By P.J. Casebolt
A good preacher’s wife would be the female counterpart of what some brethren consider to be the ideal preacher. She would be the composite of a woman 39 years old, with 35-40 years of experience; a mixture of blonde, brunette, redhead; outgoing, yet reserved; always with her husband, but never away from her children; stands beside him in the pulpit and at the door as he shakes hands with the congregation, but stays in the background; fashionable and attractive, yet plain; a social butterfly who is conversant on every topic, but never gossips.
What I mean to say is that no two preachers are the same from the standpoint of personality and ability, yet we have arbitrary concepts of what “a good preacher’s wife” should be.
I was preaching for several years before I was married, and I would have to be a polygamist if I had married all the woman that brethren (and sisters) told me would make a good preacher’s wife. But, according to some preachers now, I could have done that as an alien sinner, and baptism would have washed away all the polygamy, if not the wives, Of course, I would have to have done it (the marrying), in a country where polygamy was lawful. And every single preacher and every preacher who has become a widower knows whereof I speak.
When I went to one congregation for a meeting, the brethren had three prospects that would make me a good preacher’s wife. One was not a Christian, one was only half-converted, and the other one was 15 years older than I was. I guess the latter would be somewhere around 80 now, and brethren would be gossiping as to why I married a woman 15 years my senior.
The sectarian concept of a good preacher’s wife for me would be embodied in the title, “Evangelist and Mrs. P.J. Casebolt” – a husband and wife team with the wife singing or playing special music or testifying publicly about what a good preacher her husband was. And the modern concept of assigning (or usurping) public roles for women in the assemblies of the church is becoming all too prevalent among the Lord’s people. For the benefit of those who have never read their Bibles, or who have never heard “their” preacher teach on the subject, I refer you to such passages as 1 Timothy 2:9-15 and Titus 2:3-5.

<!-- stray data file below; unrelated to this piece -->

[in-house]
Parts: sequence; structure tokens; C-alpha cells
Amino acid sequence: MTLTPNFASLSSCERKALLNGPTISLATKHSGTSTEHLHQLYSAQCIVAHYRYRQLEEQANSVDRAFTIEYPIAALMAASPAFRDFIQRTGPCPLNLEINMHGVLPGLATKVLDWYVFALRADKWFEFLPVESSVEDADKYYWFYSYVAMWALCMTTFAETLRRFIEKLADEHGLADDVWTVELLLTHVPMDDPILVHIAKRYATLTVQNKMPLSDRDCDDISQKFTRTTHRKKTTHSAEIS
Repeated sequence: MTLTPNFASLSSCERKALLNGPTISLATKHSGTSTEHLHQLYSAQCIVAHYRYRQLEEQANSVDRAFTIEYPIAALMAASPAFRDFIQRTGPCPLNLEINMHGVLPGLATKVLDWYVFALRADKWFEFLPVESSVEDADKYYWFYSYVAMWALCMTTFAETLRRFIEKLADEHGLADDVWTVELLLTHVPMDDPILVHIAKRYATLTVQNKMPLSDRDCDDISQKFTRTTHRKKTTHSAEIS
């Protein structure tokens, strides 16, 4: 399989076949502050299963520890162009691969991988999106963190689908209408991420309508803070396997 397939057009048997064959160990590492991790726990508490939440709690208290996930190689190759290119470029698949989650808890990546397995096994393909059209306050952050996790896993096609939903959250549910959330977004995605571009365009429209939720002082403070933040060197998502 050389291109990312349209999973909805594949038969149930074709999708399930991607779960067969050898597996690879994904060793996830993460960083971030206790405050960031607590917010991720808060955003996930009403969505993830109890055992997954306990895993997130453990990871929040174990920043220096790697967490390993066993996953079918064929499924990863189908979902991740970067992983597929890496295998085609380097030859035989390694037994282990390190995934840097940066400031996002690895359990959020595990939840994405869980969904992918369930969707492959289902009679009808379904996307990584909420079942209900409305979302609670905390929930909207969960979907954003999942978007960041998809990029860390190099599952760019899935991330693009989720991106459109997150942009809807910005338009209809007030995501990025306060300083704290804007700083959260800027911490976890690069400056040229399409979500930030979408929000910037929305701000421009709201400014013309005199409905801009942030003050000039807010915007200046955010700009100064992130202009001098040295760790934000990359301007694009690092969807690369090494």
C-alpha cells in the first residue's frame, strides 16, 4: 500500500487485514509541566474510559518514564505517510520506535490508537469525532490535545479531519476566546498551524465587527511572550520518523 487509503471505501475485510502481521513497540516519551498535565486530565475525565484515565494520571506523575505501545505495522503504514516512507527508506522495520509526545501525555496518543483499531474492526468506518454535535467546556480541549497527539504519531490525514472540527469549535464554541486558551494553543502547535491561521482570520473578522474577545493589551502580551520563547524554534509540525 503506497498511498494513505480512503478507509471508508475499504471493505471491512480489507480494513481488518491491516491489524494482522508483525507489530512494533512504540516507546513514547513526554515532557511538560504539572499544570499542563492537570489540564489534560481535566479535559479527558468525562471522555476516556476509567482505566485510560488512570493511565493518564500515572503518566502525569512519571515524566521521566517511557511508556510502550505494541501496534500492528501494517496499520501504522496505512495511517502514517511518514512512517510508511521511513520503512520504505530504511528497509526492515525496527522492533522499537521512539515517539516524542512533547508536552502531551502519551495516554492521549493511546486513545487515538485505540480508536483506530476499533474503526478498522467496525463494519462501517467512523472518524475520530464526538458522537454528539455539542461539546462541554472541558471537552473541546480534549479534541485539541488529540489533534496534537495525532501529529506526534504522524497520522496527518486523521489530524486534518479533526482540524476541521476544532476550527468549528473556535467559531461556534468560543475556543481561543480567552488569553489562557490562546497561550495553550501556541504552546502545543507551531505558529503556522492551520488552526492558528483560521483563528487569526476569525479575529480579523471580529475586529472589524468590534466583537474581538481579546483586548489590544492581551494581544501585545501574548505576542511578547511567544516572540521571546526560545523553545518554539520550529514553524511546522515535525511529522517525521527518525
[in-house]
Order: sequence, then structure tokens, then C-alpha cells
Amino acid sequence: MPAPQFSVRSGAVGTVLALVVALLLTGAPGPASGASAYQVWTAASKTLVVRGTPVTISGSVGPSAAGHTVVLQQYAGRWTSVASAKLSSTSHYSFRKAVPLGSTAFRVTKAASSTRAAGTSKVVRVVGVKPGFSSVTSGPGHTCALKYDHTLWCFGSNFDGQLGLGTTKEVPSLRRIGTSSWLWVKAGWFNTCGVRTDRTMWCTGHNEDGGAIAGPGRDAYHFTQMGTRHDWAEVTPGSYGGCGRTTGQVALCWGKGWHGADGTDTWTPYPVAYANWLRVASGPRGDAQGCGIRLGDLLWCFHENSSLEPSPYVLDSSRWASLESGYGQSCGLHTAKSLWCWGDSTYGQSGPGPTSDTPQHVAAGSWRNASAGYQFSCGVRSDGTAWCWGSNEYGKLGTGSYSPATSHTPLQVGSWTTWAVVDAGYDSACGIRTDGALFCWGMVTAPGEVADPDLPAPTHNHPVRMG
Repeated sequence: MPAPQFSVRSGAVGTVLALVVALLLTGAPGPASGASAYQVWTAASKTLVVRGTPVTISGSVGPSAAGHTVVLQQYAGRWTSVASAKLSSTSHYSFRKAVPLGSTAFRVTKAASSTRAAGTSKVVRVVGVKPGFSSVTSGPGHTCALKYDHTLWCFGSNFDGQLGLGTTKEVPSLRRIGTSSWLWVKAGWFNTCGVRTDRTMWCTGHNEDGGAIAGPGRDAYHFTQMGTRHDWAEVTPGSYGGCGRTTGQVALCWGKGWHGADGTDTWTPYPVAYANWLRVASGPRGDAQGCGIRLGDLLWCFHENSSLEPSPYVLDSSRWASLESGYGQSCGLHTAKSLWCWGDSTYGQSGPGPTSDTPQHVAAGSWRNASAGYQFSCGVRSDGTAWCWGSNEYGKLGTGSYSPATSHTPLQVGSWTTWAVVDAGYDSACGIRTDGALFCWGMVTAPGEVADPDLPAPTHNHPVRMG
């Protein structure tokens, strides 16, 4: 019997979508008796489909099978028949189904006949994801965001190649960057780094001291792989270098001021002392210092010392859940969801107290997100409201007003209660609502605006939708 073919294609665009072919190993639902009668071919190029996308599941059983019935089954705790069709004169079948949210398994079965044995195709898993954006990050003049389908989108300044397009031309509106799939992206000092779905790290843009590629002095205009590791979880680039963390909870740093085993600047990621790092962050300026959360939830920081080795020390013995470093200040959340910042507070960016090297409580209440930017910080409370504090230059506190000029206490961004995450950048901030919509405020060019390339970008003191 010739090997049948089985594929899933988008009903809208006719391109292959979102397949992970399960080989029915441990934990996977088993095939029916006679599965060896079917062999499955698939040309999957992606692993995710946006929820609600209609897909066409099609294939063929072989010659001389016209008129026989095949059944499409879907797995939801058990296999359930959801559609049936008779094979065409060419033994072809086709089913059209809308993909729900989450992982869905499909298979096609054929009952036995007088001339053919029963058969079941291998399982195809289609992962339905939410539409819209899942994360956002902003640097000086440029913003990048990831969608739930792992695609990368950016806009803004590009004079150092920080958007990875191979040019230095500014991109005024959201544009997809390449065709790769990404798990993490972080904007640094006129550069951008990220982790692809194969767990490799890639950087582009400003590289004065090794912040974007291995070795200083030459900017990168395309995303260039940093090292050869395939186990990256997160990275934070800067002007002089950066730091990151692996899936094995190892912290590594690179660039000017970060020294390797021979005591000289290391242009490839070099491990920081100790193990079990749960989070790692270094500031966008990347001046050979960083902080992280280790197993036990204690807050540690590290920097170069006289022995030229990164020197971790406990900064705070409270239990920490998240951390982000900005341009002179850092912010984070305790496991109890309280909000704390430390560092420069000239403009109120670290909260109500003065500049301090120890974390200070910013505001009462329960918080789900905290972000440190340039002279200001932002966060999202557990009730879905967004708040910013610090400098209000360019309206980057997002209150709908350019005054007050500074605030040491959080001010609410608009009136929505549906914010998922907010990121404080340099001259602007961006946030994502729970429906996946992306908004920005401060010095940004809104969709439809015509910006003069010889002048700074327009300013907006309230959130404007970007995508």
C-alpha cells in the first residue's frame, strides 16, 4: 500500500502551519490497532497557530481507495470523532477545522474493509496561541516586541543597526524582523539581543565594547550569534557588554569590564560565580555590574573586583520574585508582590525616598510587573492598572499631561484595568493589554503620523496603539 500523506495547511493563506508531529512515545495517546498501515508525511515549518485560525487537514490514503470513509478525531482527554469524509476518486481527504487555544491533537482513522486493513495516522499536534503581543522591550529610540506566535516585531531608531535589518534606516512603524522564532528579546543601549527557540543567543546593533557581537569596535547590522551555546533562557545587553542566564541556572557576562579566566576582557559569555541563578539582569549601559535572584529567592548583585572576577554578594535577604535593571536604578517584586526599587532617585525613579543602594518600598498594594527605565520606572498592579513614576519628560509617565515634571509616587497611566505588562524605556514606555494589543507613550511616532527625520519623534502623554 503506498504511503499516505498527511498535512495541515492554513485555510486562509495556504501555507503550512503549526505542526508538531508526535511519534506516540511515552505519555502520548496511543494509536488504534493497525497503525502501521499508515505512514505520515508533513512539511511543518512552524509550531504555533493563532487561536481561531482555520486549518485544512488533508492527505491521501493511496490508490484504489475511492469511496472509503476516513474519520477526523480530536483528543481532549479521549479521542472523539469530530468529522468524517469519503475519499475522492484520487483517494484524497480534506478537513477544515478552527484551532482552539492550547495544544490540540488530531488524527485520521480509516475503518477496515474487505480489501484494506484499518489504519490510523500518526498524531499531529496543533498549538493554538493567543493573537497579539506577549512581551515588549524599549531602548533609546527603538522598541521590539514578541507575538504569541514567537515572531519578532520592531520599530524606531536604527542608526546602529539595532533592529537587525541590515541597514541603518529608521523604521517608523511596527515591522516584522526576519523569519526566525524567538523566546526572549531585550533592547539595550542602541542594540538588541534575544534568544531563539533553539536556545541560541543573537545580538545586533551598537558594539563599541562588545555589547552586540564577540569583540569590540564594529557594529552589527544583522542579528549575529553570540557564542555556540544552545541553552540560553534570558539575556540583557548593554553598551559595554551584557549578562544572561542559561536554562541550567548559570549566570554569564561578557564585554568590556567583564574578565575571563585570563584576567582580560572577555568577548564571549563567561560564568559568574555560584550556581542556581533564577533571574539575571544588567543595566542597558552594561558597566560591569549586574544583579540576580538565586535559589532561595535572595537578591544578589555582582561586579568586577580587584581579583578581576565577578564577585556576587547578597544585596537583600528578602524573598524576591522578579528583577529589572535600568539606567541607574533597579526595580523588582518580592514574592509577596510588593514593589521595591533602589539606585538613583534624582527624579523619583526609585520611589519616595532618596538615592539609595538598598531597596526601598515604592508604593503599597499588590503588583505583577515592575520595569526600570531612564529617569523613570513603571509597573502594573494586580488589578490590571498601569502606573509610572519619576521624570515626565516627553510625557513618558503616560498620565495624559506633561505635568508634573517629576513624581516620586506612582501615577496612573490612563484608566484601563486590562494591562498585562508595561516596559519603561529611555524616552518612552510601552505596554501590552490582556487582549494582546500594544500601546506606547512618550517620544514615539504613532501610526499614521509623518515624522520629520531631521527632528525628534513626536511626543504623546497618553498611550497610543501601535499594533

I have no objection to a preacher’s wife, or any other woman, teaching children or other women. And if the preacher’s wife is capable of doing this in her home congregation, or in a meeting where her husband is preaching (both by invitation), I have no problem with that as long as she behaves like a woman should and doesn’t neglect her other duties as a wife and mother.
Brethren have prayed for me and my wife, and for our family, and such prayers were and are appreciated. But I think (and hope) that they understand my wife’s role in her relationship to the preacher as well as I understand it. But within the past few years I keep getting the impression that some folks are making arbitrary qualifications for preacher’s wives which may make it either impossible or unscriptural for the next generation of preachers to find “a good preacher’s wife.”
Even as one preacher may have talents above and beyond those of other preachers, that doesn’t mean that all preachers have to possess those talents. In a verse, the qualifications for a good preacher or “minister” (1 Tim. 4:6) are stated in 2 Timothy 2:2 – “faithful” and “able.” And while one preacher’s wife may have talents not possessed by other women, it doesn’t follow that we should use one woman’s talents as a criterion for all preacher’s wives.
Some preachers are married before they decide to preach. Must they trade in their wife for “a good preacher’s wife”? Some preachers quit preaching for different reasons, but should they trade their wife to some other preacher who needs “a good preacher’s wife” (by brotherhood standards)? I know that sounds ridiculous, but that’s the way I intend for it to sound, to get my point across.
Some preachers’ wives have all that they can do being a wife (“help meet” – suitable) to their husbands and a mother (or grandmother) to their children. They may have to try much harder than the many-talented women who can do several things well.
A good wife will make a good farmer’s wife, a good carpenter’s wife, a good lawyer’s wife, a good doctor’s wife – or a good preacher’s wife. And God will be satisfied, and so should the brethren.
“Whoso findeth a wife findeth a good thing, and obtaineth favour of the Lord” (Prov. 18:22). And the good wife of Proverbs 31 is not necessarily a preacher’s wife. But if a preacher has a wife like that, “she shall be praised” (v. 30), by the preacher, by her children, and by the Lord.
Guardian of Truth XXXVI: 16, p. 487
August 20, 1992